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Since 2005, the Australian Psychology Accreditation Council (APAC) has been the national accrediting authority responsible for the assessment and accreditation in Australia, of programs of study in psychology. The School of Psychology recognises the importance of accreditation and the process of accrediting programs of study in psychology.

All of our undergraduate, fourth year and postgraduate programs of study in psychology are accredited by APAC and approved by the Psychology Board of Australia as a pathway of suitable training for registration as a psychologist in Australia.

The education and training requirement for general registration as a Psychologist is a six year sequence. This comprises of a four year accredited program of study, such as an undergraduate degree + fourth year (e.g. Honours or Postgraduate Diploma of Psychology), followed by two years of supervised practice as a Provisional Psychologist.

Provisional registration enables you to complete a period of supervised practice required for General registration as a psychologist. The supervised practice component can be achieved either by completing the Supervised Practice Program as approved by the Psychology Board of Australia or by completing an accredited Masters or Doctoral program of study at university.

General registration is available to psychologists who meet the eligibility requirements under section 52 of the National Law. General registration as a psychologist enables an individual to work in any area of psychology that is within their scope of competence and use the title 'Psychologist.' All psychologists with General registration meet a minimum standard of education and training They have been assessed as a suitable person to hold General registration in the profession.

Further information on how to become registered as a Psychologist can be obtained from the Psychology Board of Australia.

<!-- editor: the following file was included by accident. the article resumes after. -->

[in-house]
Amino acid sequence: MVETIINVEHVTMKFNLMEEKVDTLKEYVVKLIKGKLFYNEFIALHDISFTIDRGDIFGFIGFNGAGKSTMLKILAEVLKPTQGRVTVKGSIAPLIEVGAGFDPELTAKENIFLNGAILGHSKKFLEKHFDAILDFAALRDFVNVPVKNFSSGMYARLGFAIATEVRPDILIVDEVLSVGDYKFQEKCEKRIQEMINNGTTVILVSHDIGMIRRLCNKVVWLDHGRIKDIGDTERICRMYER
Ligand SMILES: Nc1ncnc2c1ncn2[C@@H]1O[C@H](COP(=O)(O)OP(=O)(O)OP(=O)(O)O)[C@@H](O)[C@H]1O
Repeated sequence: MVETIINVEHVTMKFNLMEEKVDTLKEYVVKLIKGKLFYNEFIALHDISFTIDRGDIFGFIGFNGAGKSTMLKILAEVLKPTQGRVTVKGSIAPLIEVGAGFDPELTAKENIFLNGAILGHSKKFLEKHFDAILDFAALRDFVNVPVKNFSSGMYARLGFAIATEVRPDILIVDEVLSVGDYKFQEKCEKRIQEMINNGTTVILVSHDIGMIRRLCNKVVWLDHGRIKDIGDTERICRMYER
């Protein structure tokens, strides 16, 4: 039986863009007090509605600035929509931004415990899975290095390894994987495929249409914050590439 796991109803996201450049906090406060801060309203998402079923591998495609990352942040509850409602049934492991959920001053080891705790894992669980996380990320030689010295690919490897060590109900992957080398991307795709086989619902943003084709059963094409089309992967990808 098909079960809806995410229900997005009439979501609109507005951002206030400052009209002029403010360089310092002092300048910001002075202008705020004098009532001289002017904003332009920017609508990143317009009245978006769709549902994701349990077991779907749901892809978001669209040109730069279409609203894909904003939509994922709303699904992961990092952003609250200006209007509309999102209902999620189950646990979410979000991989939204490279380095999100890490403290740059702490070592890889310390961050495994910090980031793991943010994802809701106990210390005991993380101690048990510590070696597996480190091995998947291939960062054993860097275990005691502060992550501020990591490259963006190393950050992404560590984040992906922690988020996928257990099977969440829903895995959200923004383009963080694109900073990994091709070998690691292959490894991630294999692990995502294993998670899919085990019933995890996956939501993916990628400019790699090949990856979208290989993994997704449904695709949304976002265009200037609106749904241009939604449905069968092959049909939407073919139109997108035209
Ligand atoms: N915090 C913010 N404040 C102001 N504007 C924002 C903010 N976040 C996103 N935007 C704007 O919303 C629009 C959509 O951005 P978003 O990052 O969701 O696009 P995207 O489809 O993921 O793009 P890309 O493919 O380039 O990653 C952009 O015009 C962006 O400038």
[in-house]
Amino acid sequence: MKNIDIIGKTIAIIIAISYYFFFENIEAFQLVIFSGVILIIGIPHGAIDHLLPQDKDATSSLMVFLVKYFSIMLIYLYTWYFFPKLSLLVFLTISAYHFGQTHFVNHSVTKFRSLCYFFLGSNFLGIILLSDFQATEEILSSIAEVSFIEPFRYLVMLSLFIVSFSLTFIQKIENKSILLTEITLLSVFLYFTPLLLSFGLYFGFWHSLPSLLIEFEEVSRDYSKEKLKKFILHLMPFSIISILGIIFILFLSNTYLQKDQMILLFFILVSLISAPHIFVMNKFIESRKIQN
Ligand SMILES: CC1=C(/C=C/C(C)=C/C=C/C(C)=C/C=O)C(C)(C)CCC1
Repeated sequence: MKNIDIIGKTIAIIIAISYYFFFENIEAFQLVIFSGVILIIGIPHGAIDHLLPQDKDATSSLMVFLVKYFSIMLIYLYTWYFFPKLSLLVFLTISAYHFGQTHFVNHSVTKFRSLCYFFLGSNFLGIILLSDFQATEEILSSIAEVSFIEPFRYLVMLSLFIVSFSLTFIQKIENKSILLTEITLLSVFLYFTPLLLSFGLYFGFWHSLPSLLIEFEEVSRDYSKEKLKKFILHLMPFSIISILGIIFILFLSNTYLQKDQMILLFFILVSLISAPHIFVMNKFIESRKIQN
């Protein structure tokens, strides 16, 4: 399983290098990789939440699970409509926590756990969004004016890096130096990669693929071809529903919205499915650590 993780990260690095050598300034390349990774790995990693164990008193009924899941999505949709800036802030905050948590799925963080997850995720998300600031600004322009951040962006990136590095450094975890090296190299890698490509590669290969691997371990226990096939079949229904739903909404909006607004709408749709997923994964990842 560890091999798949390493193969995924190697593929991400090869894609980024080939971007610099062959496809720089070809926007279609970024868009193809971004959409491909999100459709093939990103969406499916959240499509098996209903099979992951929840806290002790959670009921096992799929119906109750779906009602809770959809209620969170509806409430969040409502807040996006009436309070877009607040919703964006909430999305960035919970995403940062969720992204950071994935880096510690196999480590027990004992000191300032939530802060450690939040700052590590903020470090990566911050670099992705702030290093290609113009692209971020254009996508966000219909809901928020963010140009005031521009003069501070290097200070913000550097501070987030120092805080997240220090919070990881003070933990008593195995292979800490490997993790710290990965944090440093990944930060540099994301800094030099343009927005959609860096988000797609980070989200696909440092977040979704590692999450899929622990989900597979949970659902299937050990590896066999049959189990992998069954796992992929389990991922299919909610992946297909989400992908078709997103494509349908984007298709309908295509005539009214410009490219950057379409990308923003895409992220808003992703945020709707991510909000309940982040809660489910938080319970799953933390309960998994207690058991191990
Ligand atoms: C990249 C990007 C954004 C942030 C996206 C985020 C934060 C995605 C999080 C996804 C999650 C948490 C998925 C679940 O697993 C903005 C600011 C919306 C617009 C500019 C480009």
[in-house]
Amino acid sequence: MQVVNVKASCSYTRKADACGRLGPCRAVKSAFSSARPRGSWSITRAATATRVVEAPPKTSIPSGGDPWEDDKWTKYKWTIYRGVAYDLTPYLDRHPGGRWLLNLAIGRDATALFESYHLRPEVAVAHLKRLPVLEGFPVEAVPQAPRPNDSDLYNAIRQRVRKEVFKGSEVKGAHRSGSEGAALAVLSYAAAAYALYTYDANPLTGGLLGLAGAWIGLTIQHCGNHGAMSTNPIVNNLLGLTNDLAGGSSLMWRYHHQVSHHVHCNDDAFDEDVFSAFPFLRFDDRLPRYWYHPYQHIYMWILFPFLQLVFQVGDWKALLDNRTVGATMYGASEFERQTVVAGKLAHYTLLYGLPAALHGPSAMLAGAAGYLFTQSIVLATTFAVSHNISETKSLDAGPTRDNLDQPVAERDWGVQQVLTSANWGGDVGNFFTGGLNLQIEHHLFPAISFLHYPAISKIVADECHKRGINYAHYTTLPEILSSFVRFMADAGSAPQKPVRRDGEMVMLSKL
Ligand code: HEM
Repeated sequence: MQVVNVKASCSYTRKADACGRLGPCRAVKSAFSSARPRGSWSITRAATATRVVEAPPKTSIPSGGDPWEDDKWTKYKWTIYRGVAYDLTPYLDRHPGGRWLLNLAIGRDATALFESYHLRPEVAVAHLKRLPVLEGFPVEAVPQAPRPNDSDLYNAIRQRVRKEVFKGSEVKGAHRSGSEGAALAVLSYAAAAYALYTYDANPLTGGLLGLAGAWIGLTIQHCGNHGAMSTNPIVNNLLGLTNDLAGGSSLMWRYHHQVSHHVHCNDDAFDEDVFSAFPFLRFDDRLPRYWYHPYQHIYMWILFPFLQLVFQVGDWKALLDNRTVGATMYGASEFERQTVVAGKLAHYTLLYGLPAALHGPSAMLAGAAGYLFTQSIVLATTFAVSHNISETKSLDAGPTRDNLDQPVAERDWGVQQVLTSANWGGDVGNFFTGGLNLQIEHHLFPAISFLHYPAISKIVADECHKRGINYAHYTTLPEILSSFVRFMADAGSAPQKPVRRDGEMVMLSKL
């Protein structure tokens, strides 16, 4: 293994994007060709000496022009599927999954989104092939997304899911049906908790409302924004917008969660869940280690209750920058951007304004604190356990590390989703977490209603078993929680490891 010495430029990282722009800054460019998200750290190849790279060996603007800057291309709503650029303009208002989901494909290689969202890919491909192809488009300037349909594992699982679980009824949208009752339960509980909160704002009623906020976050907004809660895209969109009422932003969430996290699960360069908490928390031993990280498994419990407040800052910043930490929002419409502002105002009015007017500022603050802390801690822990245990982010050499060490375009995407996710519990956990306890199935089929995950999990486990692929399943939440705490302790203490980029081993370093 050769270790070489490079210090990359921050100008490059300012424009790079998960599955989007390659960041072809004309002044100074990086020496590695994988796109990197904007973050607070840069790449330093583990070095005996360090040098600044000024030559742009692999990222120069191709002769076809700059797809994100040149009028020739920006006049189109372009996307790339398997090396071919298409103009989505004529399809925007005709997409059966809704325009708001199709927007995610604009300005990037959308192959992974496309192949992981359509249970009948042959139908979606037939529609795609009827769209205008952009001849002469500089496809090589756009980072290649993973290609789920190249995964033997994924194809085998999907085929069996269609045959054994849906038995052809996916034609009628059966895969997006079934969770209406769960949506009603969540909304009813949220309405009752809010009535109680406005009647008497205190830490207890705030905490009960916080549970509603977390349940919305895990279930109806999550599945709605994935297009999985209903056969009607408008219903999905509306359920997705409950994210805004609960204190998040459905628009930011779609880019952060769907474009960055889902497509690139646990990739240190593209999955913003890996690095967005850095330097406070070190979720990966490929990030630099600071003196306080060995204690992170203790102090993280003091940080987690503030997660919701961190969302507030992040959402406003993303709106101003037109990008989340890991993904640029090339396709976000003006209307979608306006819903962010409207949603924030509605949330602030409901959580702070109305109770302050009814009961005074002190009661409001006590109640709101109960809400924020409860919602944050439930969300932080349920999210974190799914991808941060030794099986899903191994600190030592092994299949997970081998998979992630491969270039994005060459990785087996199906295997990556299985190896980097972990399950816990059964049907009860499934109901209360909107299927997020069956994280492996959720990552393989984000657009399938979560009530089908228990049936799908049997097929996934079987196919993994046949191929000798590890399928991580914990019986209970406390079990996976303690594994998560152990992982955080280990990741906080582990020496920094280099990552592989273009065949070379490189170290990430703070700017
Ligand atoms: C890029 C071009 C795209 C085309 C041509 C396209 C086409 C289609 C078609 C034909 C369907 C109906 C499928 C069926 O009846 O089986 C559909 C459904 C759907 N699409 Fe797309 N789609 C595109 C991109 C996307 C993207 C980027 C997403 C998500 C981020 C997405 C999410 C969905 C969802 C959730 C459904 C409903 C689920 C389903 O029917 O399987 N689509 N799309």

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The Australian Psychological Society (APS) is the peak professional association representing psychologists in Australia. The APS promotes psychology as a discipline and profession by spreading the message that psychologists make a difference to peoples’ lives by advancing scientific knowledge and community wellbeing.

The APS offers its members access to professional and practitioner resources, including specific journals, ethics resources, and events calendars, and through special interest groups it offers regular professional development activities. A large proportion of registered psychologists are APS members.

The APS has a range of membership grades to cater for the broad range of people involved in the discipline and profession of psychology. Each grade has specific requirements, which are based on the applicant’s level of tertiary education in psychology.

Full membership of the APS requires at least six years of Australian Psychology Accreditation Council (APAC) accredited study in psychology, including two years at Masters or Doctoral level.

Associate membership of the APS can be obtained by completing an APAC accredited four-year undergraduate sequence of study (e.g., an Undergraduate Degree + Honours Year).

Affiliate membership requires the completion of a three-year sequence of study in an APAC approved course in psychology.

Undergraduate students studying any APAC accredited psychology units are eligible to become APS student subscribers. This subscription is dependent on continuing study in psychology.

The APS has nine specialist colleges representing diverse specialisations in the profession. The specialist Colleges of the APS are in the areas of neuropsychology, forensic, community, health, clinical, counselling, education and development, organisational and sports psychology. All APS College members have typically completed six or seven years of full-time university education, (including a Masters or Doctorate) and ongoing supervision in their specialist area.

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